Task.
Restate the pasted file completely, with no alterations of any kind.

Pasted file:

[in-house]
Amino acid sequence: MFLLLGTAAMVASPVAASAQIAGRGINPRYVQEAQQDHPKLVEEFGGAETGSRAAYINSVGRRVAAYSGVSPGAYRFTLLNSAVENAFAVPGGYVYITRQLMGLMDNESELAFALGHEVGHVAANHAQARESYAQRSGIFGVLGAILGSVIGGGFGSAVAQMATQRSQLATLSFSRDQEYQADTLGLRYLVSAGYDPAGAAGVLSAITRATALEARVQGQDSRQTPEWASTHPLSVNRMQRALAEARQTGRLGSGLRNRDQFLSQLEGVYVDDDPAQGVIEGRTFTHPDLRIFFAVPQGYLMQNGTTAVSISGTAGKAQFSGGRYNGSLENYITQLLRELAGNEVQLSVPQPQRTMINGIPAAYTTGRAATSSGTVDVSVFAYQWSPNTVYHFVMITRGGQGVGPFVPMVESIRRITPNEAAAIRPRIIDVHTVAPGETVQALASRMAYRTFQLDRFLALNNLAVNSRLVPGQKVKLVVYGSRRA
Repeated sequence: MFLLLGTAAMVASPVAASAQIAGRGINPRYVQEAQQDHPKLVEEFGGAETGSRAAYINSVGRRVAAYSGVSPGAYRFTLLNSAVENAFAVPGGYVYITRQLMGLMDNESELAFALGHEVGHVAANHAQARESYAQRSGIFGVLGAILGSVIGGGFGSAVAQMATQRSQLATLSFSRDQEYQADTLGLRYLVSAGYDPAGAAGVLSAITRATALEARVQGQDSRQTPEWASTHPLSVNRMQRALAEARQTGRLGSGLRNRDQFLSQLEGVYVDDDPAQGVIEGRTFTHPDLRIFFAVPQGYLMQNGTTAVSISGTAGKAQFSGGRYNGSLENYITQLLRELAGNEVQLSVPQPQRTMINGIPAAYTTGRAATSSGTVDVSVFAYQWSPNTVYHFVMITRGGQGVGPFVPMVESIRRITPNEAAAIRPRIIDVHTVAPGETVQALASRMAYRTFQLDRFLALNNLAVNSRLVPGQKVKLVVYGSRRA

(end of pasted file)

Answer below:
[in-house]
Amino acid sequence: MFLLLGTAAMVASPVAASAQIAGRGINPRYVQEAQQDHPKLVEEFGGAETGSRAAYINSVGRRVAAYSGVSPGAYRFTLLNSAVENAFAVPGGYVYITRQLMGLMDNESELAFALGHEVGHVAANHAQARESYAQRSGIFGVLGAILGSVIGGGFGSAVAQMATQRSQLATLSFSRDQEYQADTLGLRYLVSAGYDPAGAAGVLSAITRATALEARVQGQDSRQTPEWASTHPLSVNRMQRALAEARQTGRLGSGLRNRDQFLSQLEGVYVDDDPAQGVIEGRTFTHPDLRIFFAVPQGYLMQNGTTAVSISGTAGKAQFSGGRYNGSLENYITQLLRELAGNEVQLSVPQPQRTMINGIPAAYTTGRAATSSGTVDVSVFAYQWSPNTVYHFVMITRGGQGVGPFVPMVESIRRITPNEAAAIRPRIIDVHTVAPGETVQALASRMAYRTFQLDRFLALNNLAVNSRLVPGQKVKLVVYGSRRA
Repeated sequence: MFLLLGTAAMVASPVAASAQIAGRGINPRYVQEAQQDHPKLVEEFGGAETGSRAAYINSVGRRVAAYSGVSPGAYRFTLLNSAVENAFAVPGGYVYITRQLMGLMDNESELAFALGHEVGHVAANHAQARESYAQRSGIFGVLGAILGSVIGGGFGSAVAQMATQRSQLATLSFSRDQEYQADTLGLRYLVSAGYDPAGAAGVLSAITRATALEARVQGQDSRQTPEWASTHPLSVNRMQRALAEARQTGRLGSGLRNRDQFLSQLEGVYVDDDPAQGVIEGRTFTHPDLRIFFAVPQGYLMQNGTTAVSISGTAGKAQFSGGRYNGSLENYITQLLRELAGNEVQLSVPQPQRTMINGIPAAYTTGRAATSSGTVDVSVFAYQWSPNTVYHFVMITRGGQGVGPFVPMVESIRRITPNEAAAIRPRIIDVHTVAPGETVQALASRMAYRTFQLDRFLALNNLAVNSRLVPGQKVKLVVYGSRRA